Sneersohn’s Zion-centered solution to the Jewish problem in Romania placed him at odds with Peixotto, who advocated large-scale Romanian Jewish emigration to the United States. For the first time, but not the last, the Promised Land of Israel and the Golden Land of America offered competing options for Jews persecuted in Europe. In response, a disappointed Sneersohn assailed the plan of his former protégé in what has been described as “biblical but ill-tempered invective.”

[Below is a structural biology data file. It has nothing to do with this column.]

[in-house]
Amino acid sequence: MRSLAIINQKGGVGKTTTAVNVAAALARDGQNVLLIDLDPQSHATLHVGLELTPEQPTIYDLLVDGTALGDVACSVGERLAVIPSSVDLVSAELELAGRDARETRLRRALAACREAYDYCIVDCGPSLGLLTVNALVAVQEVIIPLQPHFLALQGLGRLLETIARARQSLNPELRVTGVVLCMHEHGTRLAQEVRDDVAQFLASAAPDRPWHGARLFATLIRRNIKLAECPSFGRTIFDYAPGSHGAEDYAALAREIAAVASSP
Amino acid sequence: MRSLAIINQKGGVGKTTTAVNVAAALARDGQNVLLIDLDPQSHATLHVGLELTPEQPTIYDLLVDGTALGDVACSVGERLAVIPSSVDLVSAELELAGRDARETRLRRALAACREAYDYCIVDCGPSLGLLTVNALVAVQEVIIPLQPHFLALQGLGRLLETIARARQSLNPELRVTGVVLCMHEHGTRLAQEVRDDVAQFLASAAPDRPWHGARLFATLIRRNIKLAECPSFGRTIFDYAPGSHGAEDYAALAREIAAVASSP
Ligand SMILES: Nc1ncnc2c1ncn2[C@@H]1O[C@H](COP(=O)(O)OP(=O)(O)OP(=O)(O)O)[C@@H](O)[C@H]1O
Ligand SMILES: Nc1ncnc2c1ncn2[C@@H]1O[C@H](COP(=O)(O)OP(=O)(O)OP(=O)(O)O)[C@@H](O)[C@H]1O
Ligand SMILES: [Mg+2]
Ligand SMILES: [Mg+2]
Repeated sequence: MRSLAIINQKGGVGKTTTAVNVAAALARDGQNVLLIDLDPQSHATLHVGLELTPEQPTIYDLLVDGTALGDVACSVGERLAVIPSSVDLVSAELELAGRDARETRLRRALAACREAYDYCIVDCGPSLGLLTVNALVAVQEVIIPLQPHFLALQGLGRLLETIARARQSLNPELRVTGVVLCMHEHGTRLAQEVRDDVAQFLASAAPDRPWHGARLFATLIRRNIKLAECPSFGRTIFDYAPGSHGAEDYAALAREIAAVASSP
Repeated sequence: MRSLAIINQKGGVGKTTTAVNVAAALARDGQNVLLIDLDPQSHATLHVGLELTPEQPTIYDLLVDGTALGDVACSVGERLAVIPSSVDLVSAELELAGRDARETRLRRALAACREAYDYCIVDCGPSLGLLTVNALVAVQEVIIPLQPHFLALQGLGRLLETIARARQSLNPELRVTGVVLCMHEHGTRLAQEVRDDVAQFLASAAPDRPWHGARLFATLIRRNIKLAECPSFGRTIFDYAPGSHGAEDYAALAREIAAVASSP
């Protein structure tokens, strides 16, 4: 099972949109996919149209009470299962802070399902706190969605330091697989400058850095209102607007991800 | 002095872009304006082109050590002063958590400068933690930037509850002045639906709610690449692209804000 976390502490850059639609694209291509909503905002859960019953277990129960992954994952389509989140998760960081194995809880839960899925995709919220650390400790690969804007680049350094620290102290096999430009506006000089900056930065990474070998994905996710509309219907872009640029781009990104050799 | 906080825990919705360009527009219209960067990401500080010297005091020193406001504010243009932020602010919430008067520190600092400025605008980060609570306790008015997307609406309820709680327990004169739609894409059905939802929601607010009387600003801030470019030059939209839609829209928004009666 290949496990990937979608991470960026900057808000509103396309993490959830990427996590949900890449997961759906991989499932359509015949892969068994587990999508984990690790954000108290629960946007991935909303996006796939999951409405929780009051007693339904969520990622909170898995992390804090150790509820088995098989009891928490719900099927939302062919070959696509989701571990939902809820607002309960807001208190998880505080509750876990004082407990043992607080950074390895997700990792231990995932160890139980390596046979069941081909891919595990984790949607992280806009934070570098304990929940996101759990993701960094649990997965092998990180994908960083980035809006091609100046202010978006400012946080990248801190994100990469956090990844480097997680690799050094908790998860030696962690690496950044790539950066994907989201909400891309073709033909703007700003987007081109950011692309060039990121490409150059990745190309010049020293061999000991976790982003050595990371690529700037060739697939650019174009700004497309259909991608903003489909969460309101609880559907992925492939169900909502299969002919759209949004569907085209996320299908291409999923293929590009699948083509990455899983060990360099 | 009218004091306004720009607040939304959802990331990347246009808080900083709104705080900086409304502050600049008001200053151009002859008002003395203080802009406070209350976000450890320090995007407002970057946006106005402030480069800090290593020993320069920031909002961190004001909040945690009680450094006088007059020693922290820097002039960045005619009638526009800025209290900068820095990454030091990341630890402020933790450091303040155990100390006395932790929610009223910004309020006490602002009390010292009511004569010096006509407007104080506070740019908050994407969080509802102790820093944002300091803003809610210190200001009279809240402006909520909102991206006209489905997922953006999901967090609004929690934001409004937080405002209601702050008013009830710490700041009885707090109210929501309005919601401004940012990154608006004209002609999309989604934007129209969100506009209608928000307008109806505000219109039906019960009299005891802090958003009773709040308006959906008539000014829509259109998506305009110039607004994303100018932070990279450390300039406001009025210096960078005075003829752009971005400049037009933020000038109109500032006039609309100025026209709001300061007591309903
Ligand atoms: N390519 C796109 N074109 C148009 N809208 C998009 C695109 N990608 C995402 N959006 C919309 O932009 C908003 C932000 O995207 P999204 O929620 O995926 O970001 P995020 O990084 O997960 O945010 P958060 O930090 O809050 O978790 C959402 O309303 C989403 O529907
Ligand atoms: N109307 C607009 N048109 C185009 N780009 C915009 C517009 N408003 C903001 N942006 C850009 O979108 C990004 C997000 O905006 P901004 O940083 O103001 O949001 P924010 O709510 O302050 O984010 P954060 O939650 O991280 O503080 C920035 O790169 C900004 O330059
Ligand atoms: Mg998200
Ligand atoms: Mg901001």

In his call for a Jewish commonwealth, Sneersohn failed to mention that he had himself taken out American citizenship. But now, for ideological reasons, health reasons, and in hopes of establishing a Jewish agricultural colony, he returned to the Holy Land, settling in Tiberias. During the first seven decades of the 19th century, many Christians had come to the Holy Land to work the land with their own hands. Sir Moses Montefiore of England advocated for these same kinds of productive activities on the part of Jews. Echoing these calls, Sneersohn argued that a successful agricultural colony would encourage Jewish immigration to the Land of Israel and help bring an end to Jewish dependence upon charity.